Trump orders FBI probe into Kavanaugh, Senate vote delayed
A Senate committee voted on Friday to approve Kavanaugh's nomination to the top US court. But a Republican member only backed the move on the understanding that such an inquiry would occur, the US media reported.
As a result, a full Senate vote on Kavanaugh's confirmation has been delayed for up to a week. He has been accused of sexually assaulting Christine Blasey Ford, a professor of psychology in California, in 1980s.
"I've ordered the FBI to conduct a supplemental investigation to update Judge Kavanaugh's file," Trump said in a statement. "As the Senate has requested, this update must be limited in scope and completed in less than one week."
Trump's announcement followed a letter from the Senate judiciary panel seeking an expedited probe of the allegations pursuant to a bipartisan agreement to put off a vote on the nomination.
According to CNN, the developments mean that the full Senate will not vote early next week, as expected. Members voted on Friday night to formally open consideration of Kavanaugh's nomination, a procedural move allowing Senate Majority Leader Mitch McConnell to keep his options open.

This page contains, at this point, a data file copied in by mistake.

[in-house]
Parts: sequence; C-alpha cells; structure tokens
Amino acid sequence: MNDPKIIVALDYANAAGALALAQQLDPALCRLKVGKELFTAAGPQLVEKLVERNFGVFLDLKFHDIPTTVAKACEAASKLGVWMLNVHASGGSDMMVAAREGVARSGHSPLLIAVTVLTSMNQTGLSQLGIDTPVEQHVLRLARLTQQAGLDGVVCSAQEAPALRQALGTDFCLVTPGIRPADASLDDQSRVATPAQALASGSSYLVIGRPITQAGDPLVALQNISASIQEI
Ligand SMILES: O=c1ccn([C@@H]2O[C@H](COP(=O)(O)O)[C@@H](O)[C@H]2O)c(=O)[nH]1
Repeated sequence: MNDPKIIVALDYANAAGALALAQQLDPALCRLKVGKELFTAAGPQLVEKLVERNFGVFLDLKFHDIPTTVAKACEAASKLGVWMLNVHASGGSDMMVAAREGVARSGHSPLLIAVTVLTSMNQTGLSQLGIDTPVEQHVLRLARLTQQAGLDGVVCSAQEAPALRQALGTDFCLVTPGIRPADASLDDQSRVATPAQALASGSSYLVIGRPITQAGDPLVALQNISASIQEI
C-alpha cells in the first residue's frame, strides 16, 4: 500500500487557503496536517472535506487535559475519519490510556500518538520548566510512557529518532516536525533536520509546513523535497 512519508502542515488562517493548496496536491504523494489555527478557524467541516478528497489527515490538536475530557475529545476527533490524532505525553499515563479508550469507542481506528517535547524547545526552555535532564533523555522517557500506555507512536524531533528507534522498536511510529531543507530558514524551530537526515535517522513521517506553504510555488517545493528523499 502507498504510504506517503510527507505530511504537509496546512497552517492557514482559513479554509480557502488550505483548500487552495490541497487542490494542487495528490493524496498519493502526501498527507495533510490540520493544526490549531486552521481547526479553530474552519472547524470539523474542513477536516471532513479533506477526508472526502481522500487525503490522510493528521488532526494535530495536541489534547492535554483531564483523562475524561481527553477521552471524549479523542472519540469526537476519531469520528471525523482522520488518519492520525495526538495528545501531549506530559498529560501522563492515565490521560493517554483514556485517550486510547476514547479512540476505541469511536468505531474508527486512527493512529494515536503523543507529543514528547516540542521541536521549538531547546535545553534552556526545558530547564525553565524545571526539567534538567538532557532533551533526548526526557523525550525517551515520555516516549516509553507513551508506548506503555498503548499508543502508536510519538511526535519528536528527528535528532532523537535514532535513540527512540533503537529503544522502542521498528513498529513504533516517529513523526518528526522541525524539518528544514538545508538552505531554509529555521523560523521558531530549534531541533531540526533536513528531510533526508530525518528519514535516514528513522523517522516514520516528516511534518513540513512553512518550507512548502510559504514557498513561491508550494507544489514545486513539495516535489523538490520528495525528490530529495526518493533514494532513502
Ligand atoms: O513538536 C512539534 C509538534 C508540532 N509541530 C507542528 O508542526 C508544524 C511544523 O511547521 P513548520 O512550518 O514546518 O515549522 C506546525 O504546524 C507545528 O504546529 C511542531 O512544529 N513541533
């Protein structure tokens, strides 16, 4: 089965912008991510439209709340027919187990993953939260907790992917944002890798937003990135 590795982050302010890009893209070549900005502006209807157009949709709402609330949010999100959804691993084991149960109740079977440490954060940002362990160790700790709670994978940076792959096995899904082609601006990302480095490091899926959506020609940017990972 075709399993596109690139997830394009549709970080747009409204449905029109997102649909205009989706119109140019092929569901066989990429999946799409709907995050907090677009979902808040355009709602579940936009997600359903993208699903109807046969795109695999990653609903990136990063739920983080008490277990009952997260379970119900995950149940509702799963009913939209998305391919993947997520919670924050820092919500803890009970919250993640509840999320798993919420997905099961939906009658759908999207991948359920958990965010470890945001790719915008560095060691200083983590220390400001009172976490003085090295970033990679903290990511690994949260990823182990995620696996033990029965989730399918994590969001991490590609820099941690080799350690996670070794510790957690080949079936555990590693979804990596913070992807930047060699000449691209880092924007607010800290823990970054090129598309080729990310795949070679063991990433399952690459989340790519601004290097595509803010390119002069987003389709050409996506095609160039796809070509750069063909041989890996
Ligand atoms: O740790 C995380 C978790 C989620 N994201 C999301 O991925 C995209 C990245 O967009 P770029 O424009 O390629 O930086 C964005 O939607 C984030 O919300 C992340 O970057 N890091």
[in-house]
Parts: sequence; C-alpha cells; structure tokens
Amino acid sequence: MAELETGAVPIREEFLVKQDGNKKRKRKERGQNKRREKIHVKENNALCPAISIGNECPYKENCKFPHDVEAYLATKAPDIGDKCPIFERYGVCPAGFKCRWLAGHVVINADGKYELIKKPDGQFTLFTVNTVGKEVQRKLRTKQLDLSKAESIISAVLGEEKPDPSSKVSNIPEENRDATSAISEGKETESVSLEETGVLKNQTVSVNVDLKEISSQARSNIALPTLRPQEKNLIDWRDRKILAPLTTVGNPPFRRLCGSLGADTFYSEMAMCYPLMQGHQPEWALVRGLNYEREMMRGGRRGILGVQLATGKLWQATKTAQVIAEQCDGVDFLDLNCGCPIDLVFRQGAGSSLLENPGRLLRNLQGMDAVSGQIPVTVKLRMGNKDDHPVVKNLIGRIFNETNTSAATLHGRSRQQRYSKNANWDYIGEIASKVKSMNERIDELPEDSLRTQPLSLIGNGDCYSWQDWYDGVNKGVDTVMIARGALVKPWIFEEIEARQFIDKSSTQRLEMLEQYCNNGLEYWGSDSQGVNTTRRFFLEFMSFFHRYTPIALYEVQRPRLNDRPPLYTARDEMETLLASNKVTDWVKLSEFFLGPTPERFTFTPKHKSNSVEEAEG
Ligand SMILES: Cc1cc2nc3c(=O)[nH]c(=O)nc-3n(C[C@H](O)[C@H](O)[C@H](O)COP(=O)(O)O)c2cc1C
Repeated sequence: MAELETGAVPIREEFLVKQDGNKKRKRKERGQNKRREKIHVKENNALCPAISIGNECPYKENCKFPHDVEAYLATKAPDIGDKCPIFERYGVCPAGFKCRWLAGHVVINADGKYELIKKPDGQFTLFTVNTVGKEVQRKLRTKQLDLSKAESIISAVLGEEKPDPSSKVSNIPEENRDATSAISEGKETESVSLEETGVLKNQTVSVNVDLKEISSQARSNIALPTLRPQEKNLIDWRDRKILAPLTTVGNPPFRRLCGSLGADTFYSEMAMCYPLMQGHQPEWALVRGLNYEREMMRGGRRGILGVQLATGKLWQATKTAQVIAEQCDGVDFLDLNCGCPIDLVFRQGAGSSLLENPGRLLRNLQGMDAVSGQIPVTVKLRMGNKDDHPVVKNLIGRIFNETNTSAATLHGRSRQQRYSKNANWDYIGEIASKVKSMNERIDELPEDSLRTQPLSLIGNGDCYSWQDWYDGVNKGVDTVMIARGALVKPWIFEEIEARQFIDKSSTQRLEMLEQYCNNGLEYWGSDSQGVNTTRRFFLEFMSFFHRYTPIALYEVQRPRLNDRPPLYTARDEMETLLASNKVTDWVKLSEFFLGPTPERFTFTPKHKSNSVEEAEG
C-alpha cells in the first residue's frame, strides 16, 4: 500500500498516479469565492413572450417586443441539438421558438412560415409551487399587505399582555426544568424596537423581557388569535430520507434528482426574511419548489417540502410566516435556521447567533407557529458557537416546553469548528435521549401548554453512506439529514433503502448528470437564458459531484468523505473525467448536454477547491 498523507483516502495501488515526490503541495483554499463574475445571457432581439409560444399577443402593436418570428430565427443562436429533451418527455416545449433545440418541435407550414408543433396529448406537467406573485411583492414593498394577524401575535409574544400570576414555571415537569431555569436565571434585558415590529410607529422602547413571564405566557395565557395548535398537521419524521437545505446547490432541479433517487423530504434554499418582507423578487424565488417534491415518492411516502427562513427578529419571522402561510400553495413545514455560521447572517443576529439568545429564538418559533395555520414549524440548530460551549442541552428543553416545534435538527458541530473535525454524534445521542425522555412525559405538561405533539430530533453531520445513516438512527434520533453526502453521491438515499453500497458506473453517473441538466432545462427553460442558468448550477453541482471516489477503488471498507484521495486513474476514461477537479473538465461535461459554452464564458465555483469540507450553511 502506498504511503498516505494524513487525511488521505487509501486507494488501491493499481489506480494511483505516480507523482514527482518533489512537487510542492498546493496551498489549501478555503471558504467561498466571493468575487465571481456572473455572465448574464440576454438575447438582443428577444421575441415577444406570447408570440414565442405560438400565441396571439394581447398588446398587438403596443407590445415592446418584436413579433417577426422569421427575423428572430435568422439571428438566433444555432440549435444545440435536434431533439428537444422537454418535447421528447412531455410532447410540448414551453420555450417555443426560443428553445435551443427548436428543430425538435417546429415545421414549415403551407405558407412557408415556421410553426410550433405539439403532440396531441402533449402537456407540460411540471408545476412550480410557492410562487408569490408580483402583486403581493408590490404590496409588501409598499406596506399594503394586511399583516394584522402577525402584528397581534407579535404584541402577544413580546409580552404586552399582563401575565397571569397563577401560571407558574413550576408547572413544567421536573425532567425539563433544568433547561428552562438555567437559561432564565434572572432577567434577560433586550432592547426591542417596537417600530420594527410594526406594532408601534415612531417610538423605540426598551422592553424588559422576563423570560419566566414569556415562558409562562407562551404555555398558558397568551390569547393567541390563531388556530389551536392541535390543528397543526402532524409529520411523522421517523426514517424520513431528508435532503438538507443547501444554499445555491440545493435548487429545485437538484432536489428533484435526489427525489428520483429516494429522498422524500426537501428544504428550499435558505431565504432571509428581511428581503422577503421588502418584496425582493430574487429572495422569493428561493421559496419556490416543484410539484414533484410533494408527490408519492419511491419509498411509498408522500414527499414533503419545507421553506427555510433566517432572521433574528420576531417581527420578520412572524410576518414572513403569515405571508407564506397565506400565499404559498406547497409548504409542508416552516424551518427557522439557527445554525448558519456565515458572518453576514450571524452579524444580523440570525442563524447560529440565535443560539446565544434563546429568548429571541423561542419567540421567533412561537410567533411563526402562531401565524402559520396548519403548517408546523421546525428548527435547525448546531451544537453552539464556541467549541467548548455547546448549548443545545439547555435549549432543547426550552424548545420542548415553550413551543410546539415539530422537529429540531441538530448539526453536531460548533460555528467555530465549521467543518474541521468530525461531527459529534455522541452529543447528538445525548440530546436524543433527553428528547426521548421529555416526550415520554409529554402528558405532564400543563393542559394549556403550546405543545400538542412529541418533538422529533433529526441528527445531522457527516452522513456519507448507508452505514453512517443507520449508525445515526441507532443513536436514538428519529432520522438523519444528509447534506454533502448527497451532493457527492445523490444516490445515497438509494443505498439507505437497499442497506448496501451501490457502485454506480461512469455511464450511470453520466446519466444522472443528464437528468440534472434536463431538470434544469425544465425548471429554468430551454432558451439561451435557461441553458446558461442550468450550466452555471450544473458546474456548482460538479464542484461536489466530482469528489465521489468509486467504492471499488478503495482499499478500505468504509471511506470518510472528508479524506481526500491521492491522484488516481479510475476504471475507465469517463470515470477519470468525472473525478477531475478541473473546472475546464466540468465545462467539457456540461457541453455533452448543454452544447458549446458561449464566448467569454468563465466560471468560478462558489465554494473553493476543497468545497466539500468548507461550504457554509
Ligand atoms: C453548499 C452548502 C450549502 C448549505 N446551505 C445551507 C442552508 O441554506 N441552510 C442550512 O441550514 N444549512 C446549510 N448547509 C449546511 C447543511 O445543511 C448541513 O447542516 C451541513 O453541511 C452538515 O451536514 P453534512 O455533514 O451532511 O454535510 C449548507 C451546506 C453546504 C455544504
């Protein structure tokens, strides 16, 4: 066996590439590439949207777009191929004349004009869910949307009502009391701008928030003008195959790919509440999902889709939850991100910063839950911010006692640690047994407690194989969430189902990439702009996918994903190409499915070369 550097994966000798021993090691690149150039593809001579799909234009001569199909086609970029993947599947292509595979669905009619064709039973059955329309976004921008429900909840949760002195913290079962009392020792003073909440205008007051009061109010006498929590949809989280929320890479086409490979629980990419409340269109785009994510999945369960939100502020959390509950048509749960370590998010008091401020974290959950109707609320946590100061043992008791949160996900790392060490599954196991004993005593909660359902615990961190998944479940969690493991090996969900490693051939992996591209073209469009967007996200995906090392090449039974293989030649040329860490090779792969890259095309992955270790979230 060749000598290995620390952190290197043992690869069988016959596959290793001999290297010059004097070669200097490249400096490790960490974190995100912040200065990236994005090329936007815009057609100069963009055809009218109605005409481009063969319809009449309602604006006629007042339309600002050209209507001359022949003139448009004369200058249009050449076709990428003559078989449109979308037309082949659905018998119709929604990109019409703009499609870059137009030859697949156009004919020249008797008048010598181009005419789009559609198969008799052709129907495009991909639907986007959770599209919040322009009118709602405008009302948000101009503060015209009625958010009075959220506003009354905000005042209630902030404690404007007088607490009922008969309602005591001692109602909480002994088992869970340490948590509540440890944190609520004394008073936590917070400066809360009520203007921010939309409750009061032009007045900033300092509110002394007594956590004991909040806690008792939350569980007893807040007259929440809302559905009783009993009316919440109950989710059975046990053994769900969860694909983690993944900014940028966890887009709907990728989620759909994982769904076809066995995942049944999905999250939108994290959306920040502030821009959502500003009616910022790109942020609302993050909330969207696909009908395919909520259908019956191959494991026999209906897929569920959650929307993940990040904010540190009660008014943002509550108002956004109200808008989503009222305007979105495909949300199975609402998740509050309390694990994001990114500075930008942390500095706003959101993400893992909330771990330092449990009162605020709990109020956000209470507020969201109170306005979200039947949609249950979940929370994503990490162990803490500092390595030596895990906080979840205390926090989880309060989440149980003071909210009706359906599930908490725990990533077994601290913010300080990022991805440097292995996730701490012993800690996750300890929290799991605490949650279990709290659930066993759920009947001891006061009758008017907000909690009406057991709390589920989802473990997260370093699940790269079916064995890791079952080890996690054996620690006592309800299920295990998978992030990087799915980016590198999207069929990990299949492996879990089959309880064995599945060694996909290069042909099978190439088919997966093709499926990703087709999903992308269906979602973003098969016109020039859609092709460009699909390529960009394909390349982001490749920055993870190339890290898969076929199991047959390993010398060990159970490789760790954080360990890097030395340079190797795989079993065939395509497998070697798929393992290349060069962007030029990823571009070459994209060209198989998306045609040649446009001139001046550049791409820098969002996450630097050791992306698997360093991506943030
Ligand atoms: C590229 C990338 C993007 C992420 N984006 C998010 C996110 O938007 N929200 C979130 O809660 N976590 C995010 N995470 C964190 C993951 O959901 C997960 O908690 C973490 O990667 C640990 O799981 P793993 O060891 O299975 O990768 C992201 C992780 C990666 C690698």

The delay was the result of a last-minute change of heart by Arizona Senator Jeff Flake, whose move to force an investigation was quickly backed by several senators considered swing votes on Kavanaugh's confirmation.
Flake made the demand for the Federal Bureau of Investigation probe after a chaotic scene at a Senate Judiciary Committee meeting in which the panel advanced Kavanaugh by a 11-10 party line vote -- saying his vote was conditioned on a probe taking place, and that he would oppose Kavanaugh on the floor of the Senate unless his demand was met.
The judiciary committee officially requested the FBI investigation, saying it should probe current "credible allegations" against Kavanaugh. Republicans said it would be up to the FBI to decide what allegations were considered credible.
It was Flake, Alaska GOP Senator Lisa Murkowski and Maine GOP Senator Susan Collins who set the terms of the investigation, CNN said.
Kavanaugh, who denies all allegations against him, said that he would "continue to cooperate" with the FBI. He accused Democrats of politicising the process and harming his family and good name.
Three women, including Ford, have accused Kavanaugh of sexually assaulting them several decades ago.
Ford appeared at a judiciary committee hearing on Thursday to testify that Kavanaugh attempted to rape her in 1982 when both were teenagers.
Ford's lawyer Debra Katz welcomed the decision of calling for the probe but questioned the time limit of a week. "A thorough FBI investigation is critical to developing all the relevant facts... No artificial limits as to time or scope should be imposed on this investigation."